Like a great deal of folks who were looking for employment in the last 24 months I was finding it very difficult to find the job. For the first time in my career, a nationwide job search took more than 30 days. No one was hiring executive chefs from out of town. As my contract in North Carolina was coming to an end and with the reality bearing down. that I would soon be an hourly employee, I decided that if I was going to punch a clock it was at least going to be a clock that I wanted to punch
I had spent a couple of summers on Nantucket when I was in my very early twenties and thought that might be an option. So I hopped on my computer and went to Craigslist to see what might be happening for the summer. While there was nothing on Nantucket, there was an opening for an oyster shucker at a place called Mac's Shack in Wellfleet on the Cape. So I sent in my resume with the text, "Please do not let my resume disqualify me for this job; it may be exactly what I am looking for this summer."
One thing led to another and I got a little better than the shucking job that I had applied for. I took on the position as kitchen manager for Mac's Seafood restaurant at the pier in Wellfleet.
Leaving Jazzfest, Pearl and New Orleans on May 3rd, I stopped in NC for a moment to handle some final details and headed up the coast to the Cape for the summer.
Wellfleet is a pretty small town. The little magazine that is handed out by the local Chamber brags of 3125 residents. But, the year-round residents I've spoken with say that is an inflated number. A small town nonetheless, you don't have to spend too much time at a few establishments around town or in the chairs in front of the liquor store having morning coffee to learn a good amount about the town.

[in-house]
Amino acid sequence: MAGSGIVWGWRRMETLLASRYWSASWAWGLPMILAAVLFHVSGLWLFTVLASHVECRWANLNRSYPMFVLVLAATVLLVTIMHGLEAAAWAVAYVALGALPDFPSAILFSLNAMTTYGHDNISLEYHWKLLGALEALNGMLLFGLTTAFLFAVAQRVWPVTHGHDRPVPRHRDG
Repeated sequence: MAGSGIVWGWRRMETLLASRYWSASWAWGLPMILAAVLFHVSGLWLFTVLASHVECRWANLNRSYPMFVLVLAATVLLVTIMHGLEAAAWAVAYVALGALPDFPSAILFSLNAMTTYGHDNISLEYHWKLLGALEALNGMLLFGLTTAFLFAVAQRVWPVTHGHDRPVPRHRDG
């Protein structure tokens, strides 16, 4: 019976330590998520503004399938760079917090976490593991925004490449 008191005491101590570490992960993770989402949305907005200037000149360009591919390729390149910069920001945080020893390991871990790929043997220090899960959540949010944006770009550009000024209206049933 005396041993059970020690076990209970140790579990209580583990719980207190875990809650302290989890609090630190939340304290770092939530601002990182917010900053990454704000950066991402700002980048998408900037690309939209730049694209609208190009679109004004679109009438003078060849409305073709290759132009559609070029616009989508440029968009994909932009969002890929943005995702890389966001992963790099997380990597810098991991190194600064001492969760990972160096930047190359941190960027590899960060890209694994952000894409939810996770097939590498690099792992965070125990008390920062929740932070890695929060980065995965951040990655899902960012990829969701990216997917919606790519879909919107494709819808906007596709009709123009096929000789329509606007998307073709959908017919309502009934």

There are many ways to describe the town of Wellfleet. One of which is: a small drinking town with a big oyster problem. And except for in the months of July and August when the tourists and summer residents are here in full force, it really redefines "laid back". You don't have to lock your bike, your car or your house. Everything is pretty much within two miles of the center of town, so even with only a bicycle for transportation, getting around is no problem. It really is the Little Easy, the Big Easy being New Orleans, of course, which is a large drinking town with a big oyster problem; unfortunately not in a good way currently. Now when I lived in New Orleans I did not lock my car there either, but that was so would-be vandals would not break my window in order to decide that my stock radio was not worth stealing. Now when I say you don't have to lock your car, some folks are even more "laid back".My boss Sam leaves his keys in the ignition of his truck. I don’t really know the make or model of the truck, only that it is green. On one particular day I had a package at the post office so I asked to borrow his truck to go pick it up. "Sure, keys are in it", he said and off I went out in the parking lot, jumped in the truck, picked up the package and came back to the pier, about a fifteen minute round-trip all together. A couple of weeks went by and I had another package arrive, so again I asked the boss if I could use his truck and off I went. When I returned from the post office, I walked into the fish market where Sam was shucking oysters "Hey Sam" I said, "I don't know whose truck that was that I borrowed last time I went to the post office but it was not a stick" We all had a good laugh. I still don't know whose truck that was and have not seen it around since. I'm guessin' I owe that guy a little bit of gas money or at least a free dozen of Wellfleet's finest.